US officials say the two countries share democratic traditions and similar concerns about China’s stance as well as the threat posed by Islamic extremists in South Asia.

But both countries have been disappointed about a lack of progress on defence trade and other fronts.

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Reader Comments (12)

  • Rajendra Kalkhande
    Jun 5, 2012 - 4:12PM

    India and US both signing up strategic pacts with Afghanistan tells it all. Geographically India is much better placed than Americans to deal with Afghanistan. Even Russians and Chinese should have no problem with Indian role in stabilizing Afghanistan. I am pretty sure even Indians and Chinese will collaborate in Afghanistan purely for economic reasons. Recommend

  • SalSal
    Jun 5, 2012 - 4:35PM

    There u go they have finally blurted it out of their mouth. And then they expect Pakistan to listen to them. That is quite unwise of them to do this. After all they are proving the army correct

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  • Ali khan
    Jun 5, 2012 - 4:58PM

    Hahahaha, nice move but a shallow one :)

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  • captain niatpac
    Jun 5, 2012 - 6:52PM

    When they dont want Pakistan to play any positive role in affairs of Afghanistan how do they expect them to be its effective neighbor? We have a right to maintain good relations with our neighbors and shouldn’t be needing approval from any outsider..

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  • SalSal
    Jun 5, 2012 - 7:00PM

    India doesn’t even have borders with Afghanistan. America should stop acting like gods. This pride of their will surely take them down one day

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  • gautamsehgal
    Jun 7, 2012 - 1:58PM

    @SalSal:
    Do US has border with any european or Asian country??? still he is ultra active all over the world. Grow up these days land borders makes no big differences till the time you have influence in the region or across globe..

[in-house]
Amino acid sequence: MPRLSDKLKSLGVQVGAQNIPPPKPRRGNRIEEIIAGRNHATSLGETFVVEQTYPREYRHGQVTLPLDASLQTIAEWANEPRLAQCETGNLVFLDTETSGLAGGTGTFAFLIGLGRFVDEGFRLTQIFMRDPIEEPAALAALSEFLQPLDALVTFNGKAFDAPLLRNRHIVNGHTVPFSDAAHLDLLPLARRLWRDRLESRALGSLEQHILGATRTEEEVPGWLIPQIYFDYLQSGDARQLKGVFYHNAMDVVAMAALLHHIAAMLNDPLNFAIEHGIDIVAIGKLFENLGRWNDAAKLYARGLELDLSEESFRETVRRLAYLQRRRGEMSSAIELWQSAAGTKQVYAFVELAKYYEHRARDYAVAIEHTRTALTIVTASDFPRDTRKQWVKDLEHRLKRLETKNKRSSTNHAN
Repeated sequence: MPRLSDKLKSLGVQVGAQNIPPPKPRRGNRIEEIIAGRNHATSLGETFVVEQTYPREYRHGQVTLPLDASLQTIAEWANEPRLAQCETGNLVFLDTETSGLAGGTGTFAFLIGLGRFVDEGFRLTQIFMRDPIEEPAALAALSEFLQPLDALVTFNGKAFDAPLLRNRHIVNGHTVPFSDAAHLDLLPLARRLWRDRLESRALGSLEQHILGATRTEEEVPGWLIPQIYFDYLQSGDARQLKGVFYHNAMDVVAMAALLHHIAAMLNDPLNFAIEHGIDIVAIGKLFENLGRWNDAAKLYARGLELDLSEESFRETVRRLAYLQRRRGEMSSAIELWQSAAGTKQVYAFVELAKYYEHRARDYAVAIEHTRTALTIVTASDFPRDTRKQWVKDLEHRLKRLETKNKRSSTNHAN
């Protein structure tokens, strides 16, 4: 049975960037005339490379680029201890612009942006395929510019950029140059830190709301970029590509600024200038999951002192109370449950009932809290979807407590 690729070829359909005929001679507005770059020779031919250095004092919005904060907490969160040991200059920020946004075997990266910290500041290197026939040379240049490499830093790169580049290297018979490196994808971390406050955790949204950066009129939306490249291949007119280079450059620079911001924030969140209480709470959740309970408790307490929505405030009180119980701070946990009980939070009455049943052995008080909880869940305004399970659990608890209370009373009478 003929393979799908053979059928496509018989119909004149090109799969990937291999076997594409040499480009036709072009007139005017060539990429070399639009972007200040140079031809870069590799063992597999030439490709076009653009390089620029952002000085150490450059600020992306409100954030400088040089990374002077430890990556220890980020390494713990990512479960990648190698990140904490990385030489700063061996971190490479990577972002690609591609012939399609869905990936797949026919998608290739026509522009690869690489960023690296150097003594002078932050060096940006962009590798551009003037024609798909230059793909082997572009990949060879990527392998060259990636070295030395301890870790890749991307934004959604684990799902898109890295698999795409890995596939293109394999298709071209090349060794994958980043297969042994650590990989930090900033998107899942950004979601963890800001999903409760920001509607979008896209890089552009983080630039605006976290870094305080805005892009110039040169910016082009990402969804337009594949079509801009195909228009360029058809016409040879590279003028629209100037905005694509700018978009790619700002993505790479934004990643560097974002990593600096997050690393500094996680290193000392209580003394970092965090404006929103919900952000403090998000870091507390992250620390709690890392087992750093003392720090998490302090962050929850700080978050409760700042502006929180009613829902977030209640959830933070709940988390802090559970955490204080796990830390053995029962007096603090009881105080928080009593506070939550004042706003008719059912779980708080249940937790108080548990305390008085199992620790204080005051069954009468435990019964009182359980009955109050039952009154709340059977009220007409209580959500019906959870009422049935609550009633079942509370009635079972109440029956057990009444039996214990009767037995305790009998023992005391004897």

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  • Are u kidding
    Jun 7, 2012 - 2:20PM

    @SalSal:
    Good, stick to the correctness of the army. All is well.

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  • jagjit sidhoo
    Jun 7, 2012 - 2:51PM

    After seeing what a mess u have made of Afghanistan and Pakistan do us a favor and leave India out of it we have enough problems of our own .

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  • antanu g
    Jun 7, 2012 - 4:51PM

    Its no secret….US wants to run away from Afghanistan and leave behind its dirty work for India.Old policy of US.

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  • Zillur Rahman
    Jun 9, 2012 - 2:21AM

    Pashtuns, like the Kurds, remain divided across international boundaries. This is the single fundamental cause of instability in Pakistan and Afghanistan. We need a new country for the Pashtuns that will overturn the monstrosity of the Durand line – a line drawn across the land of the Pashtuns by British imperialists.

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  • jagjit sidhoo
    Jun 9, 2012 - 5:53AM

    @Zillur Rahman: U r probably right but that will not happen easily too many egos are involved.

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  • Paindu
    Jun 29, 2012 - 4:49AM

    @Zillur Rahman: Zillur Rehman Or Hindu Terrorist? Oh My GAWD.. You Indians have such a greta imagination that even a Kid can catch you. Well, before talking about divided pashtoons Let’s talk about Divided Kashmiris that your Hindu terrorist army has been slaughtering in thousands. let’s talk about that first and later we can talk about anything else. When are you going to give them what they want i.e. Independence? Show us change in your Behavior and then we can talk about other issues. By the way, Do include on that list Arunachal Pradesh which is Chinese territory and people are divided there too. Return it to them as well. And perhaps Nagaland, Manipur and Mizoram put on the list as well where there peope are divided on both sides. Indian Regime must think granting them independence so that divided people can unite. Let’s do that first and when you will do it, then come back and we will talk OK ?